Singles & EPs
Experimental dance music producer Nicolas Jaar and his touring guitarist Dave Harrington formed Darkside, a band that created a dreamy mélange of psychedelia, art rock, house, and other genres. The duo received much acclaim for their 2013 full-length debut, Psychic, as well as their intense, sprawling concerts, which were documented on releases such as Psychic Live July 17 2014.
The two musicians met while they were studying at Brown University. Harrington joined Jaar's live band, and they toured in support of Space Is Only Noise, Jaar's 2011 breakthrough album. The duo formed Darkside while on tour, and released a self-titled EP on the Clown and Sunset label in 2011. It contained three slow, hypnotic, and untitled grooves featuring slivers of Jaar's falsetto and Harrington's slightly bluesy flecks of guitar. The duo made their live debut that December at the Music Hall of Williamsburg. In 2013, the duo used the pseudonym Daftside and produced Random Access Memories Memories, a full reconstruction of Daft Punk's fourth studio album.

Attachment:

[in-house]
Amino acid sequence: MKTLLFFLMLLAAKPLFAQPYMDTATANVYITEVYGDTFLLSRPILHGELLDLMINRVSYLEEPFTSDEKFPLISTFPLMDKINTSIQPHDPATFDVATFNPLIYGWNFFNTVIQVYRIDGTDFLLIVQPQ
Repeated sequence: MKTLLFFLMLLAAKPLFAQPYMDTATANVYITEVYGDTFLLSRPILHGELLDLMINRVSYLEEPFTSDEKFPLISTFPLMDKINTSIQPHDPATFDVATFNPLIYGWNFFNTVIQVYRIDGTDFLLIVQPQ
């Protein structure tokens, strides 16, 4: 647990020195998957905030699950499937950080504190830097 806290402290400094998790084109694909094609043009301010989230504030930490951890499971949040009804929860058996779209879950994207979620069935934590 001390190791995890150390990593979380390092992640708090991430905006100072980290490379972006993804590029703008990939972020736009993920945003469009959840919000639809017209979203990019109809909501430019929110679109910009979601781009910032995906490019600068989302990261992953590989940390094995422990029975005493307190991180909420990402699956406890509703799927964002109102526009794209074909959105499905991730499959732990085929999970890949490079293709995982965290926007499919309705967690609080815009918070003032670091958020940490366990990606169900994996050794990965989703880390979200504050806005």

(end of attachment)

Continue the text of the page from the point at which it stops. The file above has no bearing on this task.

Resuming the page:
October 2013 saw the release of Darkside's full-length album Psychic on Jaar's Other People label in conjunction with indie stalwarts Matador. The record moved the project's sound forward drastically from their earlier work into more compositional song structures. However, they expanded these tracks into lengthy epics for their concerts, and gained a reputation as a stellar live act. The duo spent much of 2014 touring, but after releasing two songs ("What They Say" and "Gone Too Soon") on the Other People label compilation Work, Darkside played a final show at the Brooklyn Masonic Temple and went on an indefinite hiatus. Their remix of St. Vincent's "Digital Witness" and a concert DVD, Psychic Live, were both released in 2015. Psychic Live July 17 2014, a recording of a different gig from the same year, was issued in 2020. The duo reconvened in 2018, renting an apartment in New Jersey to begin writing their second full-length, 2021's Spiral; they captured six of the tracks during that initial week of writing, while the rest of it emerged more sporadically over the next two years. ~ Andy Kellman & Paul Simpson